In addition, Scottish firm Aberdeen Asset Management announced plans last month to run its first ever global brand advertising campaign, dubbed "Simply Asset Management." Launched on May 20, the campaign will run for six weeks in over 20 countries and focus on traditional print, outdoor and digital media.
Piers Currie, Group Head of Brand at Aberdeen, said that the campaign aims to deepen its penetration in key wholesale markets such as the U.S. and to foster a stronger awareness of what the Aberdeen brand stands for globally.
"About 5% of asset management groups are genuinely international. The ones I can think of are Franklin Templeton Investments, BlackRock and Schroders. Our desire is for it to be understood that we are a global asset management group. Distributors for wholesale markets globally need to know that you are running an efficient global entity," said Currie.
He noted that a key concern for Aberdeen is that only 20% of its client base is in the U.S., whereas the U.S. market as a whole is 50% of the world's wealth.
"Part of the campaign we are running is to try to get awareness for what we are as a business in the U.S. market. Last year, we opened an office in New York (we already had an office in Philadelphia) and doubled the amount of people responsible for distribution," said Currie.
According to data from Cerulli Associates, fund firms recognize the increasing importance of branding and are planning accordingly. In fact, 33% of asset managers and readers surveyed by Boston-based Cerulli earlier this year reported that their firm-wide focus for the remainder of the year is building brand awareness. Financial advisors also pinpointed recognizable brand as the second-most important attribute among 11 impacting their choice of asset manager, behind only strong client service (51%).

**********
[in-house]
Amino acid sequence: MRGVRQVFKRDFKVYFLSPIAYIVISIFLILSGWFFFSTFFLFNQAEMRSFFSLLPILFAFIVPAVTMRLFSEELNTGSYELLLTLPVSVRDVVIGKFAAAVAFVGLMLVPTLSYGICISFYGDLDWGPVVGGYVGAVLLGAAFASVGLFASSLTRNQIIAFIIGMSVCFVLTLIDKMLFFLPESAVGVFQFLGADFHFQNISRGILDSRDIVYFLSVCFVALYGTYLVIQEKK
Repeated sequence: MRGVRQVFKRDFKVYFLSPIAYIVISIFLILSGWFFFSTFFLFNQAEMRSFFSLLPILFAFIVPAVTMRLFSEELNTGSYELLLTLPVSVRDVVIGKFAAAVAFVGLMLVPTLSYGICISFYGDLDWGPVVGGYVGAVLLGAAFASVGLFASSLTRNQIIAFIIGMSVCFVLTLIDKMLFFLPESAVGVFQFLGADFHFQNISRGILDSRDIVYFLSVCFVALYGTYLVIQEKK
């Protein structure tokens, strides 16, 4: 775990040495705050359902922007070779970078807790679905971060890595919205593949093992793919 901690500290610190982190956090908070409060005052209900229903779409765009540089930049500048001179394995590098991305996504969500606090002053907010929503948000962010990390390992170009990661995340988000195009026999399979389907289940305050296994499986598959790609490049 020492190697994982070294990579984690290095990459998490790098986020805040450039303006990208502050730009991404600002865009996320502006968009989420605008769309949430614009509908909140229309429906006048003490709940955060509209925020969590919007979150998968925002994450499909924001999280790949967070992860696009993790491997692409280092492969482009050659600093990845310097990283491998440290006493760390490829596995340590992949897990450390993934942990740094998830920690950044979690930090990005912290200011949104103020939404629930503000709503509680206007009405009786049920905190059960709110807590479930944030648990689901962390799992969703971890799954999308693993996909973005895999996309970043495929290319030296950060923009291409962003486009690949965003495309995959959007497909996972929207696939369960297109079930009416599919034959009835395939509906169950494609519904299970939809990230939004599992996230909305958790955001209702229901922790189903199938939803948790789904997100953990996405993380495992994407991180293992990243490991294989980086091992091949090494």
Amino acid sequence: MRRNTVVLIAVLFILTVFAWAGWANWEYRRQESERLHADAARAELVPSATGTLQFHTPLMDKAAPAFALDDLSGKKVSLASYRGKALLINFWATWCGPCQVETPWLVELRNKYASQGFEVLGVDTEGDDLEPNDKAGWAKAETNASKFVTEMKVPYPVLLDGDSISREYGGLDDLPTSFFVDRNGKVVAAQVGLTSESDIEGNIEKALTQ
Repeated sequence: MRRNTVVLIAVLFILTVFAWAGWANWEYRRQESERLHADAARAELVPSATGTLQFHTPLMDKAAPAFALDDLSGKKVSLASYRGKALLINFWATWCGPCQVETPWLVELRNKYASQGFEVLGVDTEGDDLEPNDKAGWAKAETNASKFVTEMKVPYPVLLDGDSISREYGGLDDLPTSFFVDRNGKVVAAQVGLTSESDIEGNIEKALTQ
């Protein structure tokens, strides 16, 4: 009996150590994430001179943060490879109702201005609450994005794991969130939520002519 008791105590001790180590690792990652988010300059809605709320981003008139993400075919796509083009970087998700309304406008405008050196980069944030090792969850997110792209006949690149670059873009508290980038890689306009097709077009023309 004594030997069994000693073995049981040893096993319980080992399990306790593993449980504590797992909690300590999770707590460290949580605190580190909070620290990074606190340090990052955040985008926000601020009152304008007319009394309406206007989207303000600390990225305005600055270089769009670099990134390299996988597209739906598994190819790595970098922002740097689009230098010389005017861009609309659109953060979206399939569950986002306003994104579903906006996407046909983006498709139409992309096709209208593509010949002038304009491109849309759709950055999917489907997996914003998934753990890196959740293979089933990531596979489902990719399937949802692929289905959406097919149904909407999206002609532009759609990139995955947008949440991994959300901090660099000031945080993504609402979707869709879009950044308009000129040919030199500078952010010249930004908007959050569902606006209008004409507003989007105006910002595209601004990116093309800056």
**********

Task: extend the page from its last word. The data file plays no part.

Michelle Pittman, chief content officer at JCPR, said that whether a firm is entering new markets or opening itself up to new client bases, it's important to brand itself in a way that lets it not only extend its reach but keep true to its track record that has made it successful to date.
She said figuring out where and how a firm needs to be seen are probably the two biggest questions firms have to answer before they can go full force with any marketing initiative.
"It's part science and art as far as the best way to position a company and talk about its strength without being adversarial to competitors. You don't want your news to be about how you stack up against the competition. You want it to be about your firm and your brand. For us, we start with the end game and then we work backwards to figure out what the strategy is," she said.
Pittman cautions firms that branding behind something as generic as their customer service record can be a hard sell. "While we completely understand that that is important, it's very hard to go out with a message like that. So really figuring out what their strengths are and how to communicate that is really the first hurdle to building brand," she said
She also advised asset managers to do their digital research upfront to determine "who search engines think are your competitors and what impressions they're getting."